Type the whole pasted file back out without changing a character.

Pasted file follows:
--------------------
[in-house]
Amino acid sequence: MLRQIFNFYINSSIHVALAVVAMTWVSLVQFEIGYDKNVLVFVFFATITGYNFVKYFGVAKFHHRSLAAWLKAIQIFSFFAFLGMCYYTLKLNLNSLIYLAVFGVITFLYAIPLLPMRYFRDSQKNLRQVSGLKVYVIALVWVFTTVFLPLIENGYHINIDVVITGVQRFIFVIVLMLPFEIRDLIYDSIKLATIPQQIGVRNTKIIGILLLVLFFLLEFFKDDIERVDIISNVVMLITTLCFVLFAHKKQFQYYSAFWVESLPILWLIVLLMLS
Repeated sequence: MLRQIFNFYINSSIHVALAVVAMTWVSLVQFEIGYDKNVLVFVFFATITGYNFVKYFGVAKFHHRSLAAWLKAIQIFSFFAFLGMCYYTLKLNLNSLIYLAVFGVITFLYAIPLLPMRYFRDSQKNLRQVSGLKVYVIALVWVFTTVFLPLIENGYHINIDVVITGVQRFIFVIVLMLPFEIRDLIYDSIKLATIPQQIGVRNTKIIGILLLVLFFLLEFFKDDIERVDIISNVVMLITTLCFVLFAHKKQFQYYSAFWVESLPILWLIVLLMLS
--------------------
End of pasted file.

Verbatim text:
[in-house]
Amino acid sequence: MLRQIFNFYINSSIHVALAVVAMTWVSLVQFEIGYDKNVLVFVFFATITGYNFVKYFGVAKFHHRSLAAWLKAIQIFSFFAFLGMCYYTLKLNLNSLIYLAVFGVITFLYAIPLLPMRYFRDSQKNLRQVSGLKVYVIALVWVFTTVFLPLIENGYHINIDVVITGVQRFIFVIVLMLPFEIRDLIYDSIKLATIPQQIGVRNTKIIGILLLVLFFLLEFFKDDIERVDIISNVVMLITTLCFVLFAHKKQFQYYSAFWVESLPILWLIVLLMLS
Repeated sequence: MLRQIFNFYINSSIHVALAVVAMTWVSLVQFEIGYDKNVLVFVFFATITGYNFVKYFGVAKFHHRSLAAWLKAIQIFSFFAFLGMCYYTLKLNLNSLIYLAVFGVITFLYAIPLLPMRYFRDSQKNLRQVSGLKVYVIALVWVFTTVFLPLIENGYHINIDVVITGVQRFIFVIVLMLPFEIRDLIYDSIKLATIPQQIGVRNTKIIGILLLVLFFLLEFFKDDIERVDIISNVVMLITTLCFVLFAHKKQFQYYSAFWVESLPILWLIVLLMLS